By far the most popular supplement in the fitness and wellness space is protein. Nearly everyone has used a form of protein supplements at some point, but there’s a lot of misinformation regarding them. This article covers the basics of what they might be beneficial for and the popular types of protein supplements available.
Are Protein Supplements Healthy?
You might have heard that protein supplements make you fat, are bad for you, or are downright dangerous. This is simply false. Protein supplements should just be viewed as another protein-rich food source in your diet. Are they necessary? Not at all! You can easily consume your protein from whole-food sources like dairy, eggs, fish, meat, and a variety of other options. However, utilizing supplements can be a convenient and cost-effective way of helping increase the amount of protein in your diet.
Protein supplements most certainly do not make you fat. This rumor likely stems from people who start working out, make high calorie shakes, and put on body fat as a result. This is simply a matter of someone consuming way more calories than they actually need. A calorie surplus is the only thing that will lead to gaining body fat.
The key factor for progress is total protein intake (that should be divided between 4-5 feedings if trying to optimize growth) with the majority coming from complete protein, meaning they contain all the essential amino acids. But if a large portion of your intake comes from Whey (common with people who take the “If It Fits Your Macros” approach to an extreme) this may not be optimal.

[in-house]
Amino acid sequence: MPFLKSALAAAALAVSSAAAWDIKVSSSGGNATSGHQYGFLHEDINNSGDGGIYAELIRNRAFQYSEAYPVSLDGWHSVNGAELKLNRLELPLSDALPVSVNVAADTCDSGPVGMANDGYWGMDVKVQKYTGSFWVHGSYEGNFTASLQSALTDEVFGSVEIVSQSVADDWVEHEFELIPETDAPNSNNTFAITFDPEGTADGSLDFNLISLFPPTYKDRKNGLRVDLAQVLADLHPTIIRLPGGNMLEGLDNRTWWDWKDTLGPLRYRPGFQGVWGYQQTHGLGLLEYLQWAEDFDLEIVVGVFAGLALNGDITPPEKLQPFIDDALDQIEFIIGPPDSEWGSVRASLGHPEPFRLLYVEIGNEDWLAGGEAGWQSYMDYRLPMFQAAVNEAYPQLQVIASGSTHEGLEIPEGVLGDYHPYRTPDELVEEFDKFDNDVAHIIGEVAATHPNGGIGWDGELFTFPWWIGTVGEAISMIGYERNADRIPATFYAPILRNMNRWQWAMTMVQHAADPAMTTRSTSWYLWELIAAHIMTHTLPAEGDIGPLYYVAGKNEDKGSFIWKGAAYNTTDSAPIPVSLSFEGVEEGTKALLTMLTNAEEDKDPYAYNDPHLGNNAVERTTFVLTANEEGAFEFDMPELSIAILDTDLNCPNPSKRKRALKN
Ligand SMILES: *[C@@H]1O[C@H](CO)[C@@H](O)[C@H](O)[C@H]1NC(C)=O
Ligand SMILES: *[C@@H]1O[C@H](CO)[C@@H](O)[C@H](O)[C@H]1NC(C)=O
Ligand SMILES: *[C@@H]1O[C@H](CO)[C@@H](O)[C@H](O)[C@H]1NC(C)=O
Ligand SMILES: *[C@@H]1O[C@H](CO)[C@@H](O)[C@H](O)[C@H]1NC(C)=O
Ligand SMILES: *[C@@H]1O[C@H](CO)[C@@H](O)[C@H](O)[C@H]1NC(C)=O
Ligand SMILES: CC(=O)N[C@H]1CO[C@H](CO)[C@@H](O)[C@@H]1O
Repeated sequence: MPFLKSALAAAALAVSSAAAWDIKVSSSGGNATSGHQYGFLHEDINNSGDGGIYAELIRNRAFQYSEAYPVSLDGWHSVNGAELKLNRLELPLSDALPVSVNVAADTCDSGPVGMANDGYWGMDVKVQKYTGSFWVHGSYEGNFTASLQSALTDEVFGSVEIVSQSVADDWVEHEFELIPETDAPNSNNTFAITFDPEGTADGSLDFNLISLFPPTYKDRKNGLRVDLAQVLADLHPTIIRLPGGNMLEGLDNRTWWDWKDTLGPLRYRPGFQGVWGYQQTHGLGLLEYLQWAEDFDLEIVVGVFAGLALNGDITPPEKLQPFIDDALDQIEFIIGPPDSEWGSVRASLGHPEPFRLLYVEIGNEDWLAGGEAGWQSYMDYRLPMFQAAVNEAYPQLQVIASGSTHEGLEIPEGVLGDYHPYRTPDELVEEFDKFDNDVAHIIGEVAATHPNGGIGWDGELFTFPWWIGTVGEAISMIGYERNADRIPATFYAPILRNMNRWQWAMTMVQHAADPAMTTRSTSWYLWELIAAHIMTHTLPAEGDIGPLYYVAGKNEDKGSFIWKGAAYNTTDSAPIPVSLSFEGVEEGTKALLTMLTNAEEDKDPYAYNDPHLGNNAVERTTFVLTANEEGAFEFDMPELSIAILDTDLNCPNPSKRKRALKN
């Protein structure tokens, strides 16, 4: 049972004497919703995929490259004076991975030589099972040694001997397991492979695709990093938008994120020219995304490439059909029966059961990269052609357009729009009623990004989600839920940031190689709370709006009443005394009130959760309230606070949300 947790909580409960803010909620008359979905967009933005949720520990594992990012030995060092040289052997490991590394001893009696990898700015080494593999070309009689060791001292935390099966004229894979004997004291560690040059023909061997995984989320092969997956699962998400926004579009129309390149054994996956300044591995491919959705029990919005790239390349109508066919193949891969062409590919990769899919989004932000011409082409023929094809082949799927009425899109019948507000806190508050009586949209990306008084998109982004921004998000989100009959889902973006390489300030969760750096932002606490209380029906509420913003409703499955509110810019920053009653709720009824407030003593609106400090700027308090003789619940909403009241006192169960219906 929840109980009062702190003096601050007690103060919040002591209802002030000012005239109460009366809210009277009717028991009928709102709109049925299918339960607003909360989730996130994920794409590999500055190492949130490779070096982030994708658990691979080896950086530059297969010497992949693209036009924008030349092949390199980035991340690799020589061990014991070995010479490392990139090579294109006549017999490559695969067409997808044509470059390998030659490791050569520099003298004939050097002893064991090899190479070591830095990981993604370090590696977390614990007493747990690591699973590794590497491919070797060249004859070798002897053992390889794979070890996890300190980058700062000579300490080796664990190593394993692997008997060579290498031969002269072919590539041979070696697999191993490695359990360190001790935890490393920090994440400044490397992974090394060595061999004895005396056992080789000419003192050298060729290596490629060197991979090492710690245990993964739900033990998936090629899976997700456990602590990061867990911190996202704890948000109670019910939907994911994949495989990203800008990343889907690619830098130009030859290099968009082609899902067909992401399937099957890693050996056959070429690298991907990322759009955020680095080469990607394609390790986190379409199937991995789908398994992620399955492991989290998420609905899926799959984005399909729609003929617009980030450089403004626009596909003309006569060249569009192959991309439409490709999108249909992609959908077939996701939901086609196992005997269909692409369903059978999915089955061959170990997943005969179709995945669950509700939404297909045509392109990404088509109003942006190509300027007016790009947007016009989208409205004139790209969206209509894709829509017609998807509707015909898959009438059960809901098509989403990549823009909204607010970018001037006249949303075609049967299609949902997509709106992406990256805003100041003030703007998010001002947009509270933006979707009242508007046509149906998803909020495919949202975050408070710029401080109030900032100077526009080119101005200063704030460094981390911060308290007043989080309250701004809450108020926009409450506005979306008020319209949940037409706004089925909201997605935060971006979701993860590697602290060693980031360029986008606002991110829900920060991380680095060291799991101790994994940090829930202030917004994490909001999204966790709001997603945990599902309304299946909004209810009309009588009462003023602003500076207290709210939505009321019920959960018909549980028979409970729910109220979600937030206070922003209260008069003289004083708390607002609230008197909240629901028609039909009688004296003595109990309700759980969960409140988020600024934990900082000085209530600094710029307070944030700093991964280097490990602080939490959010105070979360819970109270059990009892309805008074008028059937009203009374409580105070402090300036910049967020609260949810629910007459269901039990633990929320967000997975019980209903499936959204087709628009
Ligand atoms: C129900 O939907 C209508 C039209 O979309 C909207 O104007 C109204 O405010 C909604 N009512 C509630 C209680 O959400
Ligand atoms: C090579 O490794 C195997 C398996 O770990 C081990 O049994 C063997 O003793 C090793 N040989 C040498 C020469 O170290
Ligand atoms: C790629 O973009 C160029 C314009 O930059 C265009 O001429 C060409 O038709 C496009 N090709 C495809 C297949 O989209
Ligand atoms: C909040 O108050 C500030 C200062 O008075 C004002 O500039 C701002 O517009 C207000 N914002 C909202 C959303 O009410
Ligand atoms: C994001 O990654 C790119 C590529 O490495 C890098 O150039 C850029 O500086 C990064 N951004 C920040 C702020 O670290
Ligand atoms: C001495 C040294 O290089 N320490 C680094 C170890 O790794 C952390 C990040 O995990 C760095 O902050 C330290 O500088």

The most common protein supplements are whey, casein, or a blend of milk proteins, and also plant-based vegan protein supplements.
So let’s start with the big one, whey protein.
Whey Protein Supplements
Whey protein is derived from milk and digests much more rapidly than most other complete protein sources. Therefore, if you’re trying to get a protein feeding before early morning training, or post exercise, this can be beneficial! Whey is naturally high in essential amino acids and leucine, making it a great option for spiking muscle protein synthesis. However, if you’re going to be without protein for a prolonged period it may not be optimal. This is due to the rapid spike and drop from whey protein in muscle protein synthesis and rapid digestion.
There are also a variety of types of whey protein. Some of the most common being whey protein concentrate and whey protein isolate. A whey concentrate is generally cheaper, and if you tolerate dairy well you should be completely fine. Make sure to use a reputable brand as many use cheap fillers to save on cost. This means you’re not actually getting what’s on the label. Additionally, an isolate is slightly faster digesting, making it more optimal to take around your workout (although that’s splitting hairs). The main benefit to an isolate is that because it’s more refined, it doesn’t contain lactose; great for people that commonly have issues consuming dairy! Again, quality is important. Whey is pricey to produce and if your powder is cheap you’re likey NOT getting what’s on the label. So try to find a brand you can trust.
Now let’s talk about the slightly less popular casein protein.
Casein Protein Supplements